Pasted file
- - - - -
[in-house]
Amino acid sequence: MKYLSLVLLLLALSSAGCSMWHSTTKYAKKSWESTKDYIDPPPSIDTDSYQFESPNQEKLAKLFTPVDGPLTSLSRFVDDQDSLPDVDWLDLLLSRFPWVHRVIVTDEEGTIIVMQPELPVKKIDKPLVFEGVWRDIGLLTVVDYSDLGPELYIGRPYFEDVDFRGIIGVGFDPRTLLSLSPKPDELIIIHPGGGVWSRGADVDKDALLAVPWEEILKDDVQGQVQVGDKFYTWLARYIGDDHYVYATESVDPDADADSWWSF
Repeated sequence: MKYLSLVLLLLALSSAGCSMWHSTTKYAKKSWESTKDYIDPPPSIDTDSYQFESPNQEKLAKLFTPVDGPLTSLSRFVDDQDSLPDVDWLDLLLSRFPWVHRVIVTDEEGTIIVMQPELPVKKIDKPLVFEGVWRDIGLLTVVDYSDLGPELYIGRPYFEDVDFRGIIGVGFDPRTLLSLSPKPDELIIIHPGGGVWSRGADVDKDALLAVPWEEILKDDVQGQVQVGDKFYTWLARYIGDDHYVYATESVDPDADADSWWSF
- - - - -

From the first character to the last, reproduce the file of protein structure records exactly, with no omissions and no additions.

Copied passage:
[in-house]
Amino acid sequence: MKYLSLVLLLLALSSAGCSMWHSTTKYAKKSWESTKDYIDPPPSIDTDSYQFESPNQEKLAKLFTPVDGPLTSLSRFVDDQDSLPDVDWLDLLLSRFPWVHRVIVTDEEGTIIVMQPELPVKKIDKPLVFEGVWRDIGLLTVVDYSDLGPELYIGRPYFEDVDFRGIIGVGFDPRTLLSLSPKPDELIIIHPGGGVWSRGADVDKDALLAVPWEEILKDDVQGQVQVGDKFYTWLARYIGDDHYVYATESVDPDADADSWWSF
Repeated sequence: MKYLSLVLLLLALSSAGCSMWHSTTKYAKKSWESTKDYIDPPPSIDTDSYQFESPNQEKLAKLFTPVDGPLTSLSRFVDDQDSLPDVDWLDLLLSRFPWVHRVIVTDEEGTIIVMQPELPVKKIDKPLVFEGVWRDIGLLTVVDYSDLGPELYIGRPYFEDVDFRGIIGVGFDPRTLLSLSPKPDELIIIHPGGGVWSRGADVDKDALLAVPWEEILKDDVQGQVQVGDKFYTWLARYIGDDHYVYATESVDPDADADSWWSF